U.S. Secretary of State John Kerry is reported to have angrily told senior Saudi officials about Washington’s outrage at Prince Bandar’s actions on Syria. This outburst contributed, in part, to a frosty meeting at the end of March between President Barack Obama and Saudi King Abdullah that led to predictions of a serious breech in Washington-Riyadh relations.

But the king’s resistance to pressure from Washington over Prince Bandar may have been only a natural desire not to be pushed around. There are indications that Prince Bandar’s career was already on the skids.

In February, at a meeting of security chiefs for countries involved with the Syrian civil war it was Interior Minister Prince Mohammed bin Nayef who attended on behalf of the Saudi government, not Prince Bandar. Prince Mohammed has now been given the Syria file, to the relief of Washington, which has always found him a reliable partner.

For months, Prince Mohammed has led the criticism of Prince Bandar’s policies on a number of fronts. Of immediate domestic concern is the number of battle-hardened and radicalized young Saudis returning home from the fighting in Syria, but Prince Bandar’s regional policies are also criticised.

He is accused of failing to use his spy network effectively to curb Iran’s regional influence. Prince Bandar, say his critics, should have done more to stir up friction between Shia Muslims, represented by Iran, and the Sunni Islamic mainstream, led by Saudi Arabia.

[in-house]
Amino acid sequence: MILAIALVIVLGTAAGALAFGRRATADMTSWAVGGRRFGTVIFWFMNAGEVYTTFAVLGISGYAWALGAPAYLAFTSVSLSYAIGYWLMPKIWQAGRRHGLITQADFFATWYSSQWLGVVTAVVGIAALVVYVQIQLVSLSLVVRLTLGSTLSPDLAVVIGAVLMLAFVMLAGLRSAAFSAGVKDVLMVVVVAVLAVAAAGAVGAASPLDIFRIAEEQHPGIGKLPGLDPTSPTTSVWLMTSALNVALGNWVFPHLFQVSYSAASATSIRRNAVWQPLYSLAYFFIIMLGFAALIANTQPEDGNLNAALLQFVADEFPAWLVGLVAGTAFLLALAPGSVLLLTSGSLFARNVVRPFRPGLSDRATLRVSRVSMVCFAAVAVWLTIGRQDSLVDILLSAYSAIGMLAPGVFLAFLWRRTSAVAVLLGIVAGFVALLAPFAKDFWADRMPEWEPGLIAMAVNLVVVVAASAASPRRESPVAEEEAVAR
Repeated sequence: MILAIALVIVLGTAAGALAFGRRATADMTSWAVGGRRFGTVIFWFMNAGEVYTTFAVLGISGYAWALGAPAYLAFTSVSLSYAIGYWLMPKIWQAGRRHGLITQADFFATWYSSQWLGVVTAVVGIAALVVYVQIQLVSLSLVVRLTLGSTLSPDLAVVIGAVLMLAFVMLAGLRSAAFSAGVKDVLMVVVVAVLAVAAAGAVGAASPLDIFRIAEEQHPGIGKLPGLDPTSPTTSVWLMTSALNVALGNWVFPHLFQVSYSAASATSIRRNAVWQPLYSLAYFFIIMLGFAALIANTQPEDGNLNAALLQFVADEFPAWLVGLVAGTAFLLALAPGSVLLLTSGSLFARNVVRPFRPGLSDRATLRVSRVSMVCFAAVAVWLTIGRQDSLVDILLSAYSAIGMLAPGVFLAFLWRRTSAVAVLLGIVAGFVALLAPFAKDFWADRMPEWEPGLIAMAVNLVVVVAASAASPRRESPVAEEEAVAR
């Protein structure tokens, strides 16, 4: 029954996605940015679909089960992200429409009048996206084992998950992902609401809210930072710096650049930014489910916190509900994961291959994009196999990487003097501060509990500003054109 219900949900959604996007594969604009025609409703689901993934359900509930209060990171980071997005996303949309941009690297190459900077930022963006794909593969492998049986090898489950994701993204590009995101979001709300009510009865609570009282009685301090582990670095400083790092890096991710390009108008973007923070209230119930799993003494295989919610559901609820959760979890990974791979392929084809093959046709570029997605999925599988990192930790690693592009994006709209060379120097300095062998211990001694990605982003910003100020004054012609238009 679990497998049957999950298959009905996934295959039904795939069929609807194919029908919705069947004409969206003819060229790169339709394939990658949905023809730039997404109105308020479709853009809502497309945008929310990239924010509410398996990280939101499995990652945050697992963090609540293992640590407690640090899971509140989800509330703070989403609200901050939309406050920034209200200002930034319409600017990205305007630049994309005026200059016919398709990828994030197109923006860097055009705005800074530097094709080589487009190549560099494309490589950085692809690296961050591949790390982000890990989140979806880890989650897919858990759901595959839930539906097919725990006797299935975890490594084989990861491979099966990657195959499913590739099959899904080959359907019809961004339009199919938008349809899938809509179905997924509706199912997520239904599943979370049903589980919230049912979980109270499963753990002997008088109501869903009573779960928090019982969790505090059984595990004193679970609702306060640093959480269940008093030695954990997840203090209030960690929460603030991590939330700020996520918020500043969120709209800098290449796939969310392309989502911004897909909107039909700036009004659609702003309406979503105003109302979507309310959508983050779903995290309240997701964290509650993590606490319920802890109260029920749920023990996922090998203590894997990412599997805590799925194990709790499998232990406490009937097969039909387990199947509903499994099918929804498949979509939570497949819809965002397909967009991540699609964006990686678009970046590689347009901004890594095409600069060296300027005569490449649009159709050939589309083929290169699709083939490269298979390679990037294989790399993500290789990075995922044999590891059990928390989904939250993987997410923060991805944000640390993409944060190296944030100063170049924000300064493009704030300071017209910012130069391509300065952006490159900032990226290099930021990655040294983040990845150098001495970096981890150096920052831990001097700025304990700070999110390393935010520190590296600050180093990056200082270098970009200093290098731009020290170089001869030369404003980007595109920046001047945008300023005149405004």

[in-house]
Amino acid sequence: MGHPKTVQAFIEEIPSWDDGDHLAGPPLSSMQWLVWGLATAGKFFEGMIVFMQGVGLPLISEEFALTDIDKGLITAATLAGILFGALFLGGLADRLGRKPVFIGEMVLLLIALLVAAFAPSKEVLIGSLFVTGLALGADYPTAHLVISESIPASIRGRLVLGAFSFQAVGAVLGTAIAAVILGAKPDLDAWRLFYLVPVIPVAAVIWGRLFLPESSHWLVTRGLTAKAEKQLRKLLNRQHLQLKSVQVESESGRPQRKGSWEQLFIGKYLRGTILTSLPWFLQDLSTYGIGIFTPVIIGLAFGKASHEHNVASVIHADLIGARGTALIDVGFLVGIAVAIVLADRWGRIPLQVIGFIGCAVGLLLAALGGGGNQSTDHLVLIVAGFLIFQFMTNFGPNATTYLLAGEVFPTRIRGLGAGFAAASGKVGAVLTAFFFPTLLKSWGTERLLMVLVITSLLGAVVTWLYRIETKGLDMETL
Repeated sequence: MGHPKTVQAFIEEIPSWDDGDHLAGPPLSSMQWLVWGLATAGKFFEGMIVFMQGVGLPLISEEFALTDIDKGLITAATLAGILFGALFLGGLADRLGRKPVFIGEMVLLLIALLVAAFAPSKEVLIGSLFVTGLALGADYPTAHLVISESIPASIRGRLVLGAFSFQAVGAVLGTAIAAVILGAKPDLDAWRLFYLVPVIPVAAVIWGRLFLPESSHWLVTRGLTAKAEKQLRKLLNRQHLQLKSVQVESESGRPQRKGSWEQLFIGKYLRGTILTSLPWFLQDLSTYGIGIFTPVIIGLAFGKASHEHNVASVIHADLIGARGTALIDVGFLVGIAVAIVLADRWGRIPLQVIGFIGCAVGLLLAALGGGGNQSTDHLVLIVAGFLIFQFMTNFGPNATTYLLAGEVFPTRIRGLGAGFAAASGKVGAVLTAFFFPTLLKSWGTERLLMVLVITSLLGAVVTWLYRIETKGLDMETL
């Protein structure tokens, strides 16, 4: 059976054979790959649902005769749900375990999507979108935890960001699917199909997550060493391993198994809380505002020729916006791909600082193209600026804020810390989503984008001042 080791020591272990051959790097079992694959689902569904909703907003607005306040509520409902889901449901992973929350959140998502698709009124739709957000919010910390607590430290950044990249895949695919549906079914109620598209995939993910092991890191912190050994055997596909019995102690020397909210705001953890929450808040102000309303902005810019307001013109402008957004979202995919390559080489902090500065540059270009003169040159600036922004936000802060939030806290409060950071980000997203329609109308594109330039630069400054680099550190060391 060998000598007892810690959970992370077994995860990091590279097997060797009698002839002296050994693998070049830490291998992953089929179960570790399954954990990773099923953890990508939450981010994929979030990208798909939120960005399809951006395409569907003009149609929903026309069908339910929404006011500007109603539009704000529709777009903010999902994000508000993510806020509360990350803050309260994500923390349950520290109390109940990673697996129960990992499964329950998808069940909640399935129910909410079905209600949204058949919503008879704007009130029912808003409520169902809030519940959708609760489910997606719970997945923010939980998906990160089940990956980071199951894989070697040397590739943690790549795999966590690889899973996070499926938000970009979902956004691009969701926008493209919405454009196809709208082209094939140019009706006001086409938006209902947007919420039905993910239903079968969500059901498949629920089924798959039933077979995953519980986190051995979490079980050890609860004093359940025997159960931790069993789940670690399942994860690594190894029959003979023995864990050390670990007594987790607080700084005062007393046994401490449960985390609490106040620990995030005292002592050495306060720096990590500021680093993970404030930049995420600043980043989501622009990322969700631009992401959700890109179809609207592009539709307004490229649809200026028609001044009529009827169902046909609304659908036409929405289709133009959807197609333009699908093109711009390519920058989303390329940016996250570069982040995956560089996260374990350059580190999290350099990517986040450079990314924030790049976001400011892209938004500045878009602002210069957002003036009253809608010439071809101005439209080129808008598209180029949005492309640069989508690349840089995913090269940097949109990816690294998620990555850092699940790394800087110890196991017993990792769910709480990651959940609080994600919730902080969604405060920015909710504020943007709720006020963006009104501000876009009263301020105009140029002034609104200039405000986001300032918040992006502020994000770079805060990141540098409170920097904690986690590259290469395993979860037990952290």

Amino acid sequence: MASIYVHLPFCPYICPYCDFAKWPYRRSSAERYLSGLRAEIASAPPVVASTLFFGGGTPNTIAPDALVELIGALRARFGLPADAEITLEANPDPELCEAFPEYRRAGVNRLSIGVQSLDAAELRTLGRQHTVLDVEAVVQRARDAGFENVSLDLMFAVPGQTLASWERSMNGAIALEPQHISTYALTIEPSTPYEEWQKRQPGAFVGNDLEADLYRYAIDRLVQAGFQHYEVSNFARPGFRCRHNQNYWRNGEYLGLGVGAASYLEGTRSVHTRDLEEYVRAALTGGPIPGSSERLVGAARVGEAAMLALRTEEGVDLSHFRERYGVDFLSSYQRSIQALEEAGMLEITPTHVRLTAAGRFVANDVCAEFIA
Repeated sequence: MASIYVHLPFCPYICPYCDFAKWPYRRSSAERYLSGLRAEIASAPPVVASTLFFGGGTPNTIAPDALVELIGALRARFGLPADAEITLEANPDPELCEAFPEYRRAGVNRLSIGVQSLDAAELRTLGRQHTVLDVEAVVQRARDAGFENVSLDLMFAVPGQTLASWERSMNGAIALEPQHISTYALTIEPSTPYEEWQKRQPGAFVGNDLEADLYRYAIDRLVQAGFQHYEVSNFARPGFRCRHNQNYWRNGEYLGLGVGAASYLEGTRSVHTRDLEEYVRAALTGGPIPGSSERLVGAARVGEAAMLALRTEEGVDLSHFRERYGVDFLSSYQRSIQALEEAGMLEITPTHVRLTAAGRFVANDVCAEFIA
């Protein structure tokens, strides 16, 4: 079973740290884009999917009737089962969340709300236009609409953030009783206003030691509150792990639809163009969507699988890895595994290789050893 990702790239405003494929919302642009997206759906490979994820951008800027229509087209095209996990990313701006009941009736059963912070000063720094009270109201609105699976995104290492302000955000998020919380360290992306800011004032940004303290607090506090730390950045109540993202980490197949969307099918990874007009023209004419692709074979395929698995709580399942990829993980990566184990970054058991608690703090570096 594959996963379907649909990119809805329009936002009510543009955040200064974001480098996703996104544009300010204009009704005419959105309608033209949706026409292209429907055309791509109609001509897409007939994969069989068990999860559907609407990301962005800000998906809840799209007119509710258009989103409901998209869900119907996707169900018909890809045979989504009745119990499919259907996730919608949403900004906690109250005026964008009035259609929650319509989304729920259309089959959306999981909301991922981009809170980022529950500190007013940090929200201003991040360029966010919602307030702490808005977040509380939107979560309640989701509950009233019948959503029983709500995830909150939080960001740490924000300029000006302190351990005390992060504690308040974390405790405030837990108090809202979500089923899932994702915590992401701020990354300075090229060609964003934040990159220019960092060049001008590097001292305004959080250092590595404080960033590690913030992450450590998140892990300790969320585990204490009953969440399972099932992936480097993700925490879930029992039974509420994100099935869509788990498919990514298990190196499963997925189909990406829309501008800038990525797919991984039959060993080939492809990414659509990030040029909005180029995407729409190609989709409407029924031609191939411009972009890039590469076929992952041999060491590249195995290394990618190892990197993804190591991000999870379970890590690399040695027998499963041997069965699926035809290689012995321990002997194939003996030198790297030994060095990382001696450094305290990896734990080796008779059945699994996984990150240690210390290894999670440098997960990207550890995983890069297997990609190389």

There is anger too among the royal princes, who make up the Saudi government, at Prince Bandar’s active support and financing of the military coup in Egypt last year that ousted the Muslim Brotherhood government of Mohammed Morsi. Part of this criticism is aimed at the vast amounts of money he spent promoting the military coup, but there is also quiet, but significant, support among the Saudi royal princes for the Muslim Brotherhood.

Prince Bandar is also accused of damaging relations with Saudi Arabia’s southern neighbour, Yemen, and to have caused an even worse breech with the Gulf State of Qatar.

Qatar has been bent on upstaging Saudi Arabia in its enthusiasm to support the Syrian rebels. In 2011 the Doha government gave $100 million to the Syrian National Council, the rebel movement’s political umbrella group. It has been arranging the shipment of arms from Libya and several eastern European countries to various rebel groups, and flying them through Turkey.

Washington has been as alarmed that the Qatari aid is putting guns in the hands of terrorists as it has been at Prince Bandar’s activities. The U.S. has refused to supply shoulder-fired anti-aircraft missiles to the rebels, fearing they would end up in terrorists’ hands. But in recent days sophisticated American-made BGM-71 TOW anti-tank missiles have been seen in rebel videos. It is unclear if these weapons have been supplied with Washington’s knowledge or whether countries such as Saudi Arabia or Qatar have supplied them from their own stockpiles.

Prince Bandar is reported to have angrily threatened the Emir of Qatar, especially for his support for the Muslim Brotherhood in Syria, a cousin organization to the one Prince Bandar deposed in Egypt. As a result, there has been a major rift between Doha and Riyadh, with Saudi Arabia withdrawing its ambassador.

Qatar, which has recent experience of Saudi intervention in its affairs, including attempts to replace the ruling emir, is continuing to support the Syrian rebels, but with not as much public chest thumping as previously.

Copyright © Jonathan Manthorpe 2014